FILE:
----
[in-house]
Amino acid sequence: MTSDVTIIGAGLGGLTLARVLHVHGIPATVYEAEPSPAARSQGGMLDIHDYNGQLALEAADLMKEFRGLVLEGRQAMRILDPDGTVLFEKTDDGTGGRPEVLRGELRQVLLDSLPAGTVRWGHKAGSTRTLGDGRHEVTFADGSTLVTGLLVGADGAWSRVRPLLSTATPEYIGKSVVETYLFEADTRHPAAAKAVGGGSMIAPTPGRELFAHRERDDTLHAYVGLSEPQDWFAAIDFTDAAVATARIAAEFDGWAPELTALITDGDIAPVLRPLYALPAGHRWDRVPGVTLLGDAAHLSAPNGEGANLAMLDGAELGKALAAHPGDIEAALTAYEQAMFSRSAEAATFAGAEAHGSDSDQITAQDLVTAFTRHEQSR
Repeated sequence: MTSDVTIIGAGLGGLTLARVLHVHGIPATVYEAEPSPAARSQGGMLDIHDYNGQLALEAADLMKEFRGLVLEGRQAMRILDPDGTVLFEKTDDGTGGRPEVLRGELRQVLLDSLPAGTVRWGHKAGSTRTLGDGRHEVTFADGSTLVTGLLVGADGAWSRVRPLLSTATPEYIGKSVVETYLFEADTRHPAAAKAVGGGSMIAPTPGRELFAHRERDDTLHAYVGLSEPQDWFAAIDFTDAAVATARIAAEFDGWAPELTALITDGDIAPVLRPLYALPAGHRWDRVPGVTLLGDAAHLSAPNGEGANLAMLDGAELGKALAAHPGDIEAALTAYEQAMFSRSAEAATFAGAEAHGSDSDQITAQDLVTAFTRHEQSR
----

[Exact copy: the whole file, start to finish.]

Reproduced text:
[in-house]
Amino acid sequence: MTSDVTIIGAGLGGLTLARVLHVHGIPATVYEAEPSPAARSQGGMLDIHDYNGQLALEAADLMKEFRGLVLEGRQAMRILDPDGTVLFEKTDDGTGGRPEVLRGELRQVLLDSLPAGTVRWGHKAGSTRTLGDGRHEVTFADGSTLVTGLLVGADGAWSRVRPLLSTATPEYIGKSVVETYLFEADTRHPAAAKAVGGGSMIAPTPGRELFAHRERDDTLHAYVGLSEPQDWFAAIDFTDAAVATARIAAEFDGWAPELTALITDGDIAPVLRPLYALPAGHRWDRVPGVTLLGDAAHLSAPNGEGANLAMLDGAELGKALAAHPGDIEAALTAYEQAMFSRSAEAATFAGAEAHGSDSDQITAQDLVTAFTRHEQSR
Repeated sequence: MTSDVTIIGAGLGGLTLARVLHVHGIPATVYEAEPSPAARSQGGMLDIHDYNGQLALEAADLMKEFRGLVLEGRQAMRILDPDGTVLFEKTDDGTGGRPEVLRGELRQVLLDSLPAGTVRWGHKAGSTRTLGDGRHEVTFADGSTLVTGLLVGADGAWSRVRPLLSTATPEYIGKSVVETYLFEADTRHPAAAKAVGGGSMIAPTPGRELFAHRERDDTLHAYVGLSEPQDWFAAIDFTDAAVATARIAAEFDGWAPELTALITDGDIAPVLRPLYALPAGHRWDRVPGVTLLGDAAHLSAPNGEGANLAMLDGAELGKALAAHPGDIEAALTAYEQAMFSRSAEAATFAGAEAHGSDSDQITAQDLVTAFTRHEQSR